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Type 2 Diabetes in Children - Topic Overview

The key to treating diabetes is to keep your child's blood sugar levels within a target range. To do this:

  • Keep track of your child's blood sugar levels. This will help you and your child learn how different foods and activities affect his or her blood sugar. Your doctor can teach you and your child how to do this.
  • Teach your child to make healthy food choices.
    • Help your child to eat about the same amount of carbohydrate at each meal. This helps keep your child's blood sugar steady. Carbohydrate affects blood sugar more than other nutrients. It is found in sugar and sweets, grains, fruit, starchy vegetables, and milk and yogurt.
    • Talk to your doctor, a diabetes educator, or a dietitian about an eating plan that will work for your child. There are many ways to manage how much and when your child eats.
  • Help your child stay active. Your child does not have to start a strict exercise program, but being more active can help control blood sugar. For example, your child could play outside with friends, take walks with family members, or take part in sports.
  • Set a good example. It will be easier for your child if the rest of the family also eats well and gets regular exercise. This may also reduce the risk that other family members will get the disease.
  • If your child needs medicine for diabetes, make sure that he or she takes it as prescribed.

You play a major role in helping your child take charge of his or her diabetes care. Let your child do as much of the care as possible. At the same time, give your child the support and guidance he or she needs.

The longer a person has diabetes, the more likely he or she is to have problems, such as diseases of the eyes, heart, blood vessels, nerves, and kidneys. But if your child can control his or her blood sugar levels every day, it may help to delay the start of or prevent some of these problems later on.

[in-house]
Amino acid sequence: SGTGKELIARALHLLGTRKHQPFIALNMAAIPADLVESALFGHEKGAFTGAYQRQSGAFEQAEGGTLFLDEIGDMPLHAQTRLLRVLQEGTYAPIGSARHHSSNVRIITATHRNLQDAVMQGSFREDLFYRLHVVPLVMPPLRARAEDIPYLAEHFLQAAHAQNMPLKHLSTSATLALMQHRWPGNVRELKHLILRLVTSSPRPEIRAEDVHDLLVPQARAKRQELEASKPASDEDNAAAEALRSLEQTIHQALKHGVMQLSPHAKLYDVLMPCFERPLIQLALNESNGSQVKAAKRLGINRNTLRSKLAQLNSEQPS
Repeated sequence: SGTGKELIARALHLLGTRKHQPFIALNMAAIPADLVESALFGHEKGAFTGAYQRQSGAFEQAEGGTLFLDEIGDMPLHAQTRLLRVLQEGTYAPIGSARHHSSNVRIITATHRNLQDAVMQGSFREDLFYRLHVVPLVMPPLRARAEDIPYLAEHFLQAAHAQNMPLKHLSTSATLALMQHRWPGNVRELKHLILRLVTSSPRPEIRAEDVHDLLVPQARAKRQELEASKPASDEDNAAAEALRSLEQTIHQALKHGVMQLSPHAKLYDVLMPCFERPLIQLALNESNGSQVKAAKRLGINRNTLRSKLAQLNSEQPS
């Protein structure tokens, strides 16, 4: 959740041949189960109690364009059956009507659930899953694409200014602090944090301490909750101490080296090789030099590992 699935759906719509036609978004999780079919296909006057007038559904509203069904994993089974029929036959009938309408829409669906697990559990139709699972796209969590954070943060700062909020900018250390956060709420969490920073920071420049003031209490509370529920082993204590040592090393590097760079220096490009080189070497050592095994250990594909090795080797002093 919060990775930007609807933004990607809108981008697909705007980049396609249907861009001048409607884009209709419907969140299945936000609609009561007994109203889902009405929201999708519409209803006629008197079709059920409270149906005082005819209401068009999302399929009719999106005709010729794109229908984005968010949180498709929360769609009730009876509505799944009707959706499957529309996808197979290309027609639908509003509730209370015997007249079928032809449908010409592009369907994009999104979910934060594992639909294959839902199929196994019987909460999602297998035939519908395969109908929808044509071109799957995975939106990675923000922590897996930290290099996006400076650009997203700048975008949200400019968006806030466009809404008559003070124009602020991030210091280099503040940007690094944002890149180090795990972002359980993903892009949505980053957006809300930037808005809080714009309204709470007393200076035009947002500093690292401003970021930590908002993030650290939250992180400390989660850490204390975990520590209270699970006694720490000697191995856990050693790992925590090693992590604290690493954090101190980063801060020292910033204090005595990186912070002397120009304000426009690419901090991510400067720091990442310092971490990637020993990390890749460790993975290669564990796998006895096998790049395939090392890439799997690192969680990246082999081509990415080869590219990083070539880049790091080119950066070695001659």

Even when you are careful and do all the right things, your child can have problems with high or low blood sugar. It is important to know what signs to look for and what to do if this happens.

Helping your child stay at a healthy weight and get regular exercise can help prevent type 2 diabetes.

Learning about type 2 diabetes in children:

Being diagnosed:

Preventing the disease:

Getting treatment:

Ongoing concerns:

Living with a child who has type 2 diabetes:

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WebMD Medical Reference from Healthwise

Last Updated: December 28, 2012
This information is not intended to replace the advice of a doctor. Healthwise disclaims any liability for the decisions you make based on this information.
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If the level is below 70 or you are experiencing symptoms such as shaking, sweating or difficulty thinking, you will need to raise the number immediately. A quick solution is to eat a few pieces of hard candy or 1 tablespoon of sugar or honey. Recheck your numbers again in 15 minutes to see if the number has gone up. If not, repeat the steps above or call your doctor.

People who experience hypoglycemia several times in a week should call their health care provider. It's important to monitor your levels each day so you can make sure your numbers are within the range. If you are pregnant always consult with your health care provider.

Congratulations on taking steps to manage your health.

However, it's important to continue to track your numbers so that you can make lifestyle changes if needed. If you are pregnant always consult with your physician.

Your level is high if this reading was taken before eating. Aim for 70-130 before meals and less than 180 two hours after meals.

Even if your number is high, it's not too late for you to take control of your health and lower your blood sugar.

One of the first steps is to monitor your levels each day. If you are pregnant always consult with your physician.

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